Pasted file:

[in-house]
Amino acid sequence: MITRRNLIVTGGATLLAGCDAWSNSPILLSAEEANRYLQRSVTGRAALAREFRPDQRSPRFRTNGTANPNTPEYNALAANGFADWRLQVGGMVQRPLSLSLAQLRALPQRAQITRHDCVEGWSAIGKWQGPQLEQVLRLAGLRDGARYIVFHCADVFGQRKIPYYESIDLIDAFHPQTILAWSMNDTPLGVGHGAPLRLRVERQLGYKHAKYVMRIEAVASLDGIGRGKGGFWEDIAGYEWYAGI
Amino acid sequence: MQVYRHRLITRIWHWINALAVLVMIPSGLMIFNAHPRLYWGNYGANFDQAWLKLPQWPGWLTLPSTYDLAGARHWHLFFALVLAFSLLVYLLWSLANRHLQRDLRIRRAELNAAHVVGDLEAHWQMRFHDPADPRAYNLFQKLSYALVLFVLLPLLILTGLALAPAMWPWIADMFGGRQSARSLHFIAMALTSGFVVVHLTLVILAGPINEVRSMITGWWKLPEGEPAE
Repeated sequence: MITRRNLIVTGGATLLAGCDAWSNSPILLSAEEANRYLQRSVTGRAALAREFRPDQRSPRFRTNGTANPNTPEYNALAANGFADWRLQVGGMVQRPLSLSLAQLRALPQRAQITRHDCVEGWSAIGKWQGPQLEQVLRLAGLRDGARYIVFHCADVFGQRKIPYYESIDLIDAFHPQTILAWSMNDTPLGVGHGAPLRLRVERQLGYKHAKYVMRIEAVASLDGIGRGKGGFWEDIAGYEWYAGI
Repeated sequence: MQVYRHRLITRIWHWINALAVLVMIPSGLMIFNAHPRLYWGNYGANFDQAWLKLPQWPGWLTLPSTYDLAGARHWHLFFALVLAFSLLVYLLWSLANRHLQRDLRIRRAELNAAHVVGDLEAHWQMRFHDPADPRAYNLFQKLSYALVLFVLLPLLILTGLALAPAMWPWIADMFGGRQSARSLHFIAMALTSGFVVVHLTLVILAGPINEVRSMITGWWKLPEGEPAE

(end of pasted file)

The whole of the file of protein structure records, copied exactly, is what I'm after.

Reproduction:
[in-house]
Amino acid sequence: MITRRNLIVTGGATLLAGCDAWSNSPILLSAEEANRYLQRSVTGRAALAREFRPDQRSPRFRTNGTANPNTPEYNALAANGFADWRLQVGGMVQRPLSLSLAQLRALPQRAQITRHDCVEGWSAIGKWQGPQLEQVLRLAGLRDGARYIVFHCADVFGQRKIPYYESIDLIDAFHPQTILAWSMNDTPLGVGHGAPLRLRVERQLGYKHAKYVMRIEAVASLDGIGRGKGGFWEDIAGYEWYAGI
Amino acid sequence: MQVYRHRLITRIWHWINALAVLVMIPSGLMIFNAHPRLYWGNYGANFDQAWLKLPQWPGWLTLPSTYDLAGARHWHLFFALVLAFSLLVYLLWSLANRHLQRDLRIRRAELNAAHVVGDLEAHWQMRFHDPADPRAYNLFQKLSYALVLFVLLPLLILTGLALAPAMWPWIADMFGGRQSARSLHFIAMALTSGFVVVHLTLVILAGPINEVRSMITGWWKLPEGEPAE
Repeated sequence: MITRRNLIVTGGATLLAGCDAWSNSPILLSAEEANRYLQRSVTGRAALAREFRPDQRSPRFRTNGTANPNTPEYNALAANGFADWRLQVGGMVQRPLSLSLAQLRALPQRAQITRHDCVEGWSAIGKWQGPQLEQVLRLAGLRDGARYIVFHCADVFGQRKIPYYESIDLIDAFHPQTILAWSMNDTPLGVGHGAPLRLRVERQLGYKHAKYVMRIEAVASLDGIGRGKGGFWEDIAGYEWYAGI
Repeated sequence: MQVYRHRLITRIWHWINALAVLVMIPSGLMIFNAHPRLYWGNYGANFDQAWLKLPQWPGWLTLPSTYDLAGARHWHLFFALVLAFSLLVYLLWSLANRHLQRDLRIRRAELNAAHVVGDLEAHWQMRFHDPADPRAYNLFQKLSYALVLFVLLPLLILTGLALAPAMWPWIADMFGGRQSARSLHFIAMALTSGFVVVHLTLVILAGPINEVRSMITGWWKLPEGEPAE